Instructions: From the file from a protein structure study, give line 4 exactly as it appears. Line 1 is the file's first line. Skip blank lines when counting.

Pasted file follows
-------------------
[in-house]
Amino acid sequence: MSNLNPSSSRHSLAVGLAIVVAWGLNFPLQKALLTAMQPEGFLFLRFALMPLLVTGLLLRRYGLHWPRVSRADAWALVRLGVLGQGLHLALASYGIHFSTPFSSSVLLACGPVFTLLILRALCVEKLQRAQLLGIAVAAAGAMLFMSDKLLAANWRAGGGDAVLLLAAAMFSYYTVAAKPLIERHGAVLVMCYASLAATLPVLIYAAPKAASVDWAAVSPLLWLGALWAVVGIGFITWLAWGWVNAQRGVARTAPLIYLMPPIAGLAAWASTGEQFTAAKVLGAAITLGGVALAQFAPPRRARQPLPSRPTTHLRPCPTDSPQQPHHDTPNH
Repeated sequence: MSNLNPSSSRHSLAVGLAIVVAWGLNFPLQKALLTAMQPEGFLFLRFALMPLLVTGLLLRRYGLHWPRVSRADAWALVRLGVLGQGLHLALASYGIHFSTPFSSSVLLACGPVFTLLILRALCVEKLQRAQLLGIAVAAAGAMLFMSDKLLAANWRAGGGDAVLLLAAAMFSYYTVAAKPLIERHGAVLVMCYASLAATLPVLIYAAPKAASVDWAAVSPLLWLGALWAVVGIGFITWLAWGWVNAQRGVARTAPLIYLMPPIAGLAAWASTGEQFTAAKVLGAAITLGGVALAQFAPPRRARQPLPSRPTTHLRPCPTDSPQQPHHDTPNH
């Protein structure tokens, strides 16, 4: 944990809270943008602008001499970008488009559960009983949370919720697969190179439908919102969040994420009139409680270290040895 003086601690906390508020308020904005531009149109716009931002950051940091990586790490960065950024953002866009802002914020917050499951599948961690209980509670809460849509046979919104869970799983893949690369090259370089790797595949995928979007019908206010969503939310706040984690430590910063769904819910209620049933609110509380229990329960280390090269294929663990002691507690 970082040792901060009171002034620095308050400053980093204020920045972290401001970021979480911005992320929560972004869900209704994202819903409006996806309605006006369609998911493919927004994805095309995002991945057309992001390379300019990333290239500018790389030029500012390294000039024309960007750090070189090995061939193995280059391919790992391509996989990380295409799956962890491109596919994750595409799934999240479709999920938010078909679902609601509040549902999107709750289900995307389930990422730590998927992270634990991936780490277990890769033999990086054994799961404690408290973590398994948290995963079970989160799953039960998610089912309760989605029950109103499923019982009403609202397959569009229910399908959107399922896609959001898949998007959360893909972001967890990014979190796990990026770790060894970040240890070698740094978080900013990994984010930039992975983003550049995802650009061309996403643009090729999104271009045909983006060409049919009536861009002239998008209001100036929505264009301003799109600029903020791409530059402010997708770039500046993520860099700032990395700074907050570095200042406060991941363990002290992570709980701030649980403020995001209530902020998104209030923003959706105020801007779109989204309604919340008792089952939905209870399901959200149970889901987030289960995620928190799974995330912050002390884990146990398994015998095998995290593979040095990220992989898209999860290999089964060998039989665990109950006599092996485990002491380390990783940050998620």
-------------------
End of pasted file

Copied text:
């Protein structure tokens, strides 16, 4: 944990809270943008602008001499970008488009559960009983949370919720697969190179439908919102969040994420009139409680270290040895 003086601690906390508020308020904005531009149109716009931002950051940091990586790490960065950024953002866009802002914020917050499951599948961690209980509670809460849509046979919104869970799983893949690369090259370089790797595949995928979007019908206010969503939310706040984690430590910063769904819910209620049933609110509380229990329960280390090269294929663990002691507690 970082040792901060009171002034620095308050400053980093204020920045972290401001970021979480911005992320929560972004869900209704994202819903409006996806309605006006369609998911493919927004994805095309995002991945057309992001390379300019990333290239500018790389030029500012390294000039024309960007750090070189090995061939193995280059391919790992391509996989990380295409799956962890491109596919994750595409799934999240479709999920938010078909679902609601509040549902999107709750289900995307389930990422730590998927992270634990991936780490277990890769033999990086054994799961404690408290973590398994948290995963079970989160799953039960998610089912309760989605029950109103499923019982009403609202397959569009229910399908959107399922896609959001898949998007959360893909972001967890990014979190796990990026770790060894970040240890070698740094978080900013990994984010930039992975983003550049995802650009061309996403643009090729999104271009045909983006060409049919009536861009002239998008209001100036929505264009301003799109600029903020791409530059402010997708770039500046993520860099700032990395700074907050570095200042406060991941363990002290992570709980701030649980403020995001209530902020998104209030923003959706105020801007779109989204309604919340008792089952939905209870399901959200149970889901987030289960995620928190799974995330912050002390884990146990398994015998095998995290593979040095990220992989898209999860290999089964060998039989665990109950006599092996485990002491380390990783940050998620």